A former Google top executive builds a rival search engine that will go ad-free.
Blockchain technology has been largely confined to finance and cryptocurrency. It is now slowing branching out into solar energy trading.
Android’s version of AirDrop has bigger ambition, but it is still work in progress.
Almost four years after acquiring its French rival, Nokia cuts over a thousand jobs at Alcatel-Lucent.
Lastly, Google Photos is stopping its monthly print subscription service trial as of June 30.
Ex-Google ads boss builds a rival search engine
Google’s former head of advertising is building a rival search product that will allow users to look for information without ads.
Neeva, now in beta, is an attempt to personalise search and remove ads. The Google rival is built to deliver ad-free searches and to simplify results.
Founded by Sridhar Ramaswamy, the executive who was in-charge of Google’s $115 billion advertising division, and Vivek Raghunath, ex-VP of monetisation at YouTube, Neeva is designed to keep user behaviour tracking at bay.
“A lack of competition in the search space is bad for innovation and bad for users,” Sridhar Ramaswamy wrote in a blog post.
“We need more search engines, offering different kinds of experiences and preferences, to fit people’s individual needs.”
First blockchain-based solar energy trading initiative works
Blockchain technology has been largely confined to finance and cryptocurrency.
The distributed ledger system’s relevance in other areas of business are slowly coming to light.
The first use of the technology in the world of renewable energy happened in Australia.
The RENeW Nexus project found that peer-to-peer-based solar energy trading is ‘technically feasible’ after testing 48 households in Fremantle, Western Australia.
The project is funded by the Australian government’s smart cities initiative, and is run on Power Ledger’s blockchain technology. Curtin University and Murdoch University are also involved in the project.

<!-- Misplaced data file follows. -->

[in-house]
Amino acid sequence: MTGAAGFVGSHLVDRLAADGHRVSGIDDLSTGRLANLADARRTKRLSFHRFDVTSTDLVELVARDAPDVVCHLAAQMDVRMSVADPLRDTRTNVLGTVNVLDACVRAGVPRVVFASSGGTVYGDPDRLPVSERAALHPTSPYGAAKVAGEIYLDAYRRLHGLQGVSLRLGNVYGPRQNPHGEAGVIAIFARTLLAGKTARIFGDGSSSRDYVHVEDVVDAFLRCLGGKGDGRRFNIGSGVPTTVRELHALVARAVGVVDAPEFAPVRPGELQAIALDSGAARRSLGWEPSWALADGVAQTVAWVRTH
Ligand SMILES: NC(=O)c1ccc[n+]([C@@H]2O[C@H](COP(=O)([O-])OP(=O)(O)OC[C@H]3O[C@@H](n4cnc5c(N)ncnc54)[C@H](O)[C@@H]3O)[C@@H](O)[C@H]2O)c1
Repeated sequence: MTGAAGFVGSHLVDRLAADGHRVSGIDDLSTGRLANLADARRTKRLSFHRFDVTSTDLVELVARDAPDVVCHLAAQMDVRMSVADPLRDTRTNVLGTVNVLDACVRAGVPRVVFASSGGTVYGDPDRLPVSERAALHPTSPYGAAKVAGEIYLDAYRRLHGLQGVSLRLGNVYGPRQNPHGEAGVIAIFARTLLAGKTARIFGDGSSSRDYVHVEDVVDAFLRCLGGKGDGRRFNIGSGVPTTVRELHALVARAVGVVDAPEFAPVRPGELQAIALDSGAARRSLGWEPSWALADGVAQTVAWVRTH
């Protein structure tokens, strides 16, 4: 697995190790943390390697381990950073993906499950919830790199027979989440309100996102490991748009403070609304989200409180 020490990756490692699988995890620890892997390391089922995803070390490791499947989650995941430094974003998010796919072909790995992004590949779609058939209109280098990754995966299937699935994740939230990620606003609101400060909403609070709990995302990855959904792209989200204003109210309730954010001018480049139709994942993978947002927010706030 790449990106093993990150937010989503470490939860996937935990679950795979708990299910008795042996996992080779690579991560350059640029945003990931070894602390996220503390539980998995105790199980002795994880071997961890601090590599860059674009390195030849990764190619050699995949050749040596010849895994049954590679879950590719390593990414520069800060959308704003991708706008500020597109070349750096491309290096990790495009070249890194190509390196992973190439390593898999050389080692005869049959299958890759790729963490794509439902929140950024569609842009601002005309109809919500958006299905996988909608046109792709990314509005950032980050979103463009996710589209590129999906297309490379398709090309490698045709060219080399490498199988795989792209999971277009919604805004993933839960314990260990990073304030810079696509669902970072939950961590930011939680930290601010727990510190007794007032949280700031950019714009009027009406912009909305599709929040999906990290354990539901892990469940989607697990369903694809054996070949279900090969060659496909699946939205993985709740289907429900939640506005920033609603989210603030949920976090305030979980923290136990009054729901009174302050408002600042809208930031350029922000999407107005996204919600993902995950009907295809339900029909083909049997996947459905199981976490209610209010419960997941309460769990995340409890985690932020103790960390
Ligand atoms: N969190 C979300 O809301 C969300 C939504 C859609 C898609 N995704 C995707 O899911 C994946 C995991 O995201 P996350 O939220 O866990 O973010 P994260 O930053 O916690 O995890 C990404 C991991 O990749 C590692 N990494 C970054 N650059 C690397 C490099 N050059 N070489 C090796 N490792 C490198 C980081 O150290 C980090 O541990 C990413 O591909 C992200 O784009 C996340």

Power Ledger is a software company that facilitates electricity and environmental commodity trading with the help of blockchain technology.
Android’s version of AirDrop is still work in progress
Google has been working on its version of AirDrop for some time now.
The search giant calls it ‘Fast Share,’ and more commonly known as ‘Nearby Sharing.’
With it, Google users can share links, videos and photos with other Android devices like how AirDrop works on iOS products.
However, it looks like the feature can do more than just sharing within Android devices, according to a report by 9to5 Google.
The news agency said that Google has brought the service to Chrome OS, and the feature is starting to appear in the Chrome OS Settings app, as of the latest builds of Chrome OS Canary.
The feature needs to be activated with a flag in Chrome. However, after toggling the option in Settings, the feature is not responsive, meaning it’s a work in progress.
Nokia to cut hundreds of jobs at Alcatel-Lucent
About four years after acquiring Alcatel-Lucent, Nokia is cutting a third of jobs at the French rival, a move that could have political repercussions in France.
The move by Nokia will cut 1,233 jobs at the French subsidiary.
Nokia bought Alcatel-Lucent on condition that it would keep jobs, and expand research and development division at the acquired company.
A Nokia spokeswoman said the company of free of any such commitments this month, according to a report by Reuters.
The Finnish telecom company said the job cuts were necessary due to cost pressures in the market, the new agency added.
The company added that the job cuts will particularly impact the research and development division.
“Nokia will continue to be a major employer in France with a strong foothold in R&D, sales and services, which will enable us to develop and execute our customers’ projects efficiently,” Thierry Boisnon, president of Nokia in France, said.
At the time of acquisition, Nokia said it would protect the jobs in France for two years and expand research. The company employs 5,138 people in France, of these, 3,640 work at Alcatel-Lucent.
Google Photos ends monthly print subscription trial
Google Photos will be ending its monthly print subscription service trial as of June 30, droidlife reported.
The search giant had launched the service back in February. It allowed users to subscribe to a monthly $8 printing service. Subscribers would be sent physical pictures from their Photos Library once every month.
Google emailed the below note to those who were signed up for the trial, according to the news service:
“Thank you for your invaluable feedback these last several months. You have provided us with a lot of helpful information about how we can evolve this feature, which we hope to make more widely available. Please keep your eyes open for future updates.”
Google did not share the reason behind its discontinuance. It also did not say whether it will restart the service at a later point in time.